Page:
The National Institute of Standards and Technology (NIST) on October 22 published a final report detailing two decades of research and best practices on the process of removing identifying information from data prior to it being shared. The report, first published in draft form in April 2015, is designed to help organizations comply with laws and regulations that require de-identification as a way to reduce the privacy risk associated with the creation, use, archiving, and sharing of data containing personal information.
“De-identification is not a single technique, but a collection of approaches, algorithms, and tools that can be applied to different kinds of data with differing levels of effectiveness,” the report states. “De-identification is especially important for government agencies, businesses, and other organizations that seek to make data available to outsiders.”
The report is intended to be a particularly important resource to federal agencies struggling to protect sensitive information while under pressure to make raw data open to the public. According to the report, many different kinds of information can be de-identified, including structured information, free format text, multimedia, and medical imagery.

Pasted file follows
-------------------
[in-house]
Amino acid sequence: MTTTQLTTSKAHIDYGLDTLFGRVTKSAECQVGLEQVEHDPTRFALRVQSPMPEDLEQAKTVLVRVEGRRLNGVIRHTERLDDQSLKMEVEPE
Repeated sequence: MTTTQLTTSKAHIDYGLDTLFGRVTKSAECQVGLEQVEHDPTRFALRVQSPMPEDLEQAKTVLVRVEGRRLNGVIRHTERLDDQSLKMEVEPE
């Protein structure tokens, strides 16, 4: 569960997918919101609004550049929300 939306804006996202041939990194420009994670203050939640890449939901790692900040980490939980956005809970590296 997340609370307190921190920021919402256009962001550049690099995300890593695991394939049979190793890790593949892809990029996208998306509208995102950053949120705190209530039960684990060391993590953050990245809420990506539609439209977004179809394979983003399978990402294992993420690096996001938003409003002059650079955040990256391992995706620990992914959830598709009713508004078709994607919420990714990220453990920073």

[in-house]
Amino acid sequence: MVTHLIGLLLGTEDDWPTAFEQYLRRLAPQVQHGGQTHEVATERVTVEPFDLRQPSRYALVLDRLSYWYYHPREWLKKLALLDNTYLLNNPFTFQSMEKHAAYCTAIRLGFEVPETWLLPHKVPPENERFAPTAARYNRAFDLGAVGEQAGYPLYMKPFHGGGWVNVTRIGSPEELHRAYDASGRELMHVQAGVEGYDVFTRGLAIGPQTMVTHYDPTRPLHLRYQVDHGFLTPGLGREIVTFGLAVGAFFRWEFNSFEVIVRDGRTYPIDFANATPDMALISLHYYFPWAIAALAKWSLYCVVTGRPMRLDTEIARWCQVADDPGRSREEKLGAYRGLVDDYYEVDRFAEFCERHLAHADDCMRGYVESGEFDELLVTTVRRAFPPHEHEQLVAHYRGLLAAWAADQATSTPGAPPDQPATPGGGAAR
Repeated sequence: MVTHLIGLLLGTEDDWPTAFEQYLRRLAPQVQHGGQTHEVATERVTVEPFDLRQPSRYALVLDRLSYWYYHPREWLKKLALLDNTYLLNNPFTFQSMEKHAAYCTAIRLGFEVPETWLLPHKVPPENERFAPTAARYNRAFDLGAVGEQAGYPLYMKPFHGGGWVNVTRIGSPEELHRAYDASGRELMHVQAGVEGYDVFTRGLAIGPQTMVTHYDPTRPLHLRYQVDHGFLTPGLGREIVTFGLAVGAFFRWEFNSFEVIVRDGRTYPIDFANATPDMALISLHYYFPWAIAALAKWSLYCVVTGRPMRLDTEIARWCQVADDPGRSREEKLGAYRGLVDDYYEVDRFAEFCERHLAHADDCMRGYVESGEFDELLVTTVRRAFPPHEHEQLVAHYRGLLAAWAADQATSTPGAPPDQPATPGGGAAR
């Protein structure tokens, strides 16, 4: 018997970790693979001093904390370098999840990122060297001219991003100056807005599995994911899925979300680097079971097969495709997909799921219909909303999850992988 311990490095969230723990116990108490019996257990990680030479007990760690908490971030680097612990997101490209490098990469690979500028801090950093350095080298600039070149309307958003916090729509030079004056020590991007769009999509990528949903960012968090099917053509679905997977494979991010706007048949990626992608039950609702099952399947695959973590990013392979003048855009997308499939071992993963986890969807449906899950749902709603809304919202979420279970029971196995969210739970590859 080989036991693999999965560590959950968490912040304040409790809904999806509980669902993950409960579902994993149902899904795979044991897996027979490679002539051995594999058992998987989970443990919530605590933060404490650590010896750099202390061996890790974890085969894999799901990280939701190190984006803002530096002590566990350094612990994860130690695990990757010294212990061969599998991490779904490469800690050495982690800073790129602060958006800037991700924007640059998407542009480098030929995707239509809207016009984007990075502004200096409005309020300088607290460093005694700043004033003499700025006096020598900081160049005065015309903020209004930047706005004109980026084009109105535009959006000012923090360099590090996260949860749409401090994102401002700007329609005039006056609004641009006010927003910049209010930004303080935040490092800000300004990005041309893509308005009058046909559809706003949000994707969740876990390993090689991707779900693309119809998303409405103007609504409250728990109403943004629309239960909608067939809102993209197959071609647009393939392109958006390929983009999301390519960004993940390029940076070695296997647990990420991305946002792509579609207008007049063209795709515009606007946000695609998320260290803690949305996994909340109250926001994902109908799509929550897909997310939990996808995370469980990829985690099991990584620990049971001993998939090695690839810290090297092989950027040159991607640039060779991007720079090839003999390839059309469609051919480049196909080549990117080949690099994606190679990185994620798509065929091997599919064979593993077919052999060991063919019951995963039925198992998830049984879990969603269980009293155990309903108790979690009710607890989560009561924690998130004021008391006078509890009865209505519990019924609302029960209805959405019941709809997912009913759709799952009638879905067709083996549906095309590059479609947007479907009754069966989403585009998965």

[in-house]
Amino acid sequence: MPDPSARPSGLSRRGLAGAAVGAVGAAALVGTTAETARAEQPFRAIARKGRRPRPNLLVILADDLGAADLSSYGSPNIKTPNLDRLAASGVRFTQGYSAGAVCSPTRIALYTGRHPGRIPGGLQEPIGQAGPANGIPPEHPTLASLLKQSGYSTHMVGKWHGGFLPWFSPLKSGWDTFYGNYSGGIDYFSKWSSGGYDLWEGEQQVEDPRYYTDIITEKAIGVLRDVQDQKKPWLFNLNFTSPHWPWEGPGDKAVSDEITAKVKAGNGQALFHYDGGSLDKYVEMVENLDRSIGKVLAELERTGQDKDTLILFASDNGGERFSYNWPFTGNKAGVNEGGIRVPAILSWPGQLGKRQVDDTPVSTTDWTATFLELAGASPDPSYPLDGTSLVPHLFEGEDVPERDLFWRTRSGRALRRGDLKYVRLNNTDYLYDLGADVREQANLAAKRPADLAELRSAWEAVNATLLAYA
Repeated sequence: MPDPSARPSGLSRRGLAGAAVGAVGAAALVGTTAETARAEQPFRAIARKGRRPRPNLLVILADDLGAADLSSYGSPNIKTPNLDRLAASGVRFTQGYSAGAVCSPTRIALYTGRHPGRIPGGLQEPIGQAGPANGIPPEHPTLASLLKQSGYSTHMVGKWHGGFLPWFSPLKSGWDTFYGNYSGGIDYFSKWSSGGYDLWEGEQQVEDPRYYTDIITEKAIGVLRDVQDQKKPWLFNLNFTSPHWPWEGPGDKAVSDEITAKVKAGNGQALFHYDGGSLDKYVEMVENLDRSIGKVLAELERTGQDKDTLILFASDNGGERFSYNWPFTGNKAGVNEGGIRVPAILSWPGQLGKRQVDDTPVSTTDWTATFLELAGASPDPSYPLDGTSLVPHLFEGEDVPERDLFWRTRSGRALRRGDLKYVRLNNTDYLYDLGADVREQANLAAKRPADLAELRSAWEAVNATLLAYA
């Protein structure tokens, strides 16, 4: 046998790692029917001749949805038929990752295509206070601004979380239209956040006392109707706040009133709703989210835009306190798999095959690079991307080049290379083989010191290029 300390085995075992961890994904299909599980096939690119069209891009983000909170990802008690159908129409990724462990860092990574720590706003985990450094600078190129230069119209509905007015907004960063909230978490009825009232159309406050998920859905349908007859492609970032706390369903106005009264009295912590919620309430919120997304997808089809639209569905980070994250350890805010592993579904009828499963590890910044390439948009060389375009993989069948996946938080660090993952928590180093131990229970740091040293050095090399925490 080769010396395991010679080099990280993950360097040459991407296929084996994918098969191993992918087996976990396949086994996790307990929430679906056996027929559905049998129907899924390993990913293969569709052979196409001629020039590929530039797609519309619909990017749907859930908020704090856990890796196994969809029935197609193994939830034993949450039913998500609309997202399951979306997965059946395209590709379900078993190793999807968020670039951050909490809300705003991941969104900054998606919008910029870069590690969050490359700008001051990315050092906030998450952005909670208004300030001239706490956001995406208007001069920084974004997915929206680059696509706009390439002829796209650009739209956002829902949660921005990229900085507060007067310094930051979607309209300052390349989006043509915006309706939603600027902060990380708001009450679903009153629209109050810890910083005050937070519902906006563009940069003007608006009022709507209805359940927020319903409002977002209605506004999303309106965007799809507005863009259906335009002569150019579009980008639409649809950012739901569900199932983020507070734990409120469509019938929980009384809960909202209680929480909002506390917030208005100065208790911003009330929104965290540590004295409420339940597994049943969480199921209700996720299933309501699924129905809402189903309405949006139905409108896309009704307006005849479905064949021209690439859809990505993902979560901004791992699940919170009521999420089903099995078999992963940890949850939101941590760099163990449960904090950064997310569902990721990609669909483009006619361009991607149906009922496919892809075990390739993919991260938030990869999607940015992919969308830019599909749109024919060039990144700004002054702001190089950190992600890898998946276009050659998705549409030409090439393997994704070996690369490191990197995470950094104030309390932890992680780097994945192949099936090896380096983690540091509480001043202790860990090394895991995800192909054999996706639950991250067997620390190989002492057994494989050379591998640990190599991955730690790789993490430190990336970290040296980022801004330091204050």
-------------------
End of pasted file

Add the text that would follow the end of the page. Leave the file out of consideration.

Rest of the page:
Since de-identification techniques are intended to remove identifying information from a dataset while retaining some utility in the remaining data, the report warns that the possibility remains that some information might be re-identified and privacy protection lost. Specifically, risks to individuals that can remain in de-identified data include allowing inferences about individuals in the data without re-identification and impacts on groups represented in the data.
“Organizations endeavoring to share such data might consider employing a combination of several approaches to mitigate re-identification risk,” the report recommends. “These include technical controls, such as removing quasi-identifiers and other kinds of information that might be used to re-identify the data subjects; continuously surveying for data that could be linked to the de-identified information that they are sharing; controls on the de-identified data, such as data use agreements and click-through agreements that prohibit re-identification, linking to other data, or sharing with others; and technical controls that limit the activities of data recipients.”